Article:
Parent company of Saratogian, Record files for bankruptcy. Again.

troy record front page 2012-09-05The Journal Register Co. -- the parent company of the Saratogian and the Troy Record -- announced today that it's filing for bankruptcy. That prompted a WTF? moment for a lot of media people because JRC has already been through bankruptcy recently, emerging in 2009.

So, what's the deal?

John Paton -- the CEO of Digital First (the umbrella company that manages JRC -- yep, an umbrella company for a parent company) and "newspapers' digital apostle" -- posted today that bankruptcy "will have no impact on the day-to-day operation" and urged employees to keep doing what they're doing. He also explained some of the strategy for heading back to Chapter 11. The short story: the company is still being held back by "legacy obligations" -- so the private equity group that owns it is basically washing the company through bankruptcy so it can be sold, freed from many of those obligations, to a related entity.

Update: Romenesko has posted an email from JRC reporter with an understandably critical take on the situation.

Update: Poynter has gotten a hold of an FAQ memo sent out to JRC employees. Among the "unsustainable" legacy costs: defined benefit pensions. (Thanks, Bob)

Update September 6: The New York Post reports a failed deal involving the Philadelphia Inquirer may have also played a role in the bankruptcy. [via @beacongal]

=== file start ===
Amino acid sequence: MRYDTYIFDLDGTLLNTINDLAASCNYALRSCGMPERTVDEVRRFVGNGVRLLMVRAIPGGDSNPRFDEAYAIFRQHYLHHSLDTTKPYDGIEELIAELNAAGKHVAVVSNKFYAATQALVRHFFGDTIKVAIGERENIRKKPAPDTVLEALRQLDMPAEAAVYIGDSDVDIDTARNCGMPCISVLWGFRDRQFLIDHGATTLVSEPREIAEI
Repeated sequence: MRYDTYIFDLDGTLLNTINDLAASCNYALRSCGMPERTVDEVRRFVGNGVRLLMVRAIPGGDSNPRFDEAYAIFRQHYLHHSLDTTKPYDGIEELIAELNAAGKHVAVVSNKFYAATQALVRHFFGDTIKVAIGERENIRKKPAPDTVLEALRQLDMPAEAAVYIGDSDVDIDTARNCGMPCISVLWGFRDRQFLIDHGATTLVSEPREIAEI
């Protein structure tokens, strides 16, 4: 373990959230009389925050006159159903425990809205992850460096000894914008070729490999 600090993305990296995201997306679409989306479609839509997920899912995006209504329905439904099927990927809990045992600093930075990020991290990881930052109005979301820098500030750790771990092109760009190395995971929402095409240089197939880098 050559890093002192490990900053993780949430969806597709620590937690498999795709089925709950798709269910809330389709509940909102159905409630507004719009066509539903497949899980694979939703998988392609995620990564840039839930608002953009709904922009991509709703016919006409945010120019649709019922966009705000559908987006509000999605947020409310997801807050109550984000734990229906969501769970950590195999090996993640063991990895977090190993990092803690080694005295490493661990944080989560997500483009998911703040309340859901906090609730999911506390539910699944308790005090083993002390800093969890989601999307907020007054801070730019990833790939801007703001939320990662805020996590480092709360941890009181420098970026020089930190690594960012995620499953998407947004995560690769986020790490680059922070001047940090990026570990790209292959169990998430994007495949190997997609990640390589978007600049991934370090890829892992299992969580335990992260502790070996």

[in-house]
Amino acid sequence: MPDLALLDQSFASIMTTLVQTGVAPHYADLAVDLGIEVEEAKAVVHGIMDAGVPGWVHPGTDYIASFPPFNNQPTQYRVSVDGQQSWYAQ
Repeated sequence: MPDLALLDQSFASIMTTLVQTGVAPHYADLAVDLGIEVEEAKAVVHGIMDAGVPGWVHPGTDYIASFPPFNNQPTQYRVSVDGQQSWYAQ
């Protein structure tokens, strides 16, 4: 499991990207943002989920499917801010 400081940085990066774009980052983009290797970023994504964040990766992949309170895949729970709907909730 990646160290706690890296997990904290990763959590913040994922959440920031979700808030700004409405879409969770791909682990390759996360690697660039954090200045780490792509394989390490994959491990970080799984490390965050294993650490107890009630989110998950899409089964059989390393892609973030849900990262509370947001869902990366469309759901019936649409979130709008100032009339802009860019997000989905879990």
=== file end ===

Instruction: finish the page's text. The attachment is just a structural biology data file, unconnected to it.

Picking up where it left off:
Over at Nieman Lab, Josh Benton has a good explainer/speculation about the future for the situation. A clip:

Digital revenues are growing, but from an unspectacular base. Many of the company's initiatives seem, while interesting, unlikely to move the revenue needle much. Print revenues are a problem, just as they are at its peers. Today's release illustrates that JRC hasn't yet found the magic formula.
But could Paton's plan be a model for the local and regional newspaper industry as a whole, as some have dearly hoped?
Paton now will have his chance to prove it. In around 90 days, he'll have had his chance to shed the costs he wants to shed. No longer will "we were built for print" be a good excuse; if two bankruptcies can't clear out all those cobwebs, I'm not sure what could. "Digital first" will move from a slogan to a corporate name to a foundation of the company's business structure.

The underlying problem here -- as it is for most traditional media organizations -- is that the revenue generated from digital is nowhere to close what they'd been raking in from print/TV/old-school format. It's like trading dollars for dimes. And on top of that, there's new competition, not only from web-only upstarts -- one called Saratoga Wire is launching to take on the Saratogian -- but also from Google and Facebook and everything else online.

This is an extraordinarily interesting time for media. Unfortunately, it's the holy-crap-will-I-have-a-job-tomorrow/will-this-paper-exist-next-year kind of interesting.

Earlier:
+ The Syracuse Post-Standard cutting back publishing to three days a week
+ Post-Star is starting a paywall

image: Troy Record

Comments

Apparently, the underfunded employee defined-benefit pension plan is one of the "legacy obligations" that bankruptcy will affect. If so, then it's not only "holy-crap-will-I-have-a-job-tomorrow/will-this-paper-exist-next-year," but also "holy-crap-will-I-ever-be-able-to-retire," at least for the long-term employees.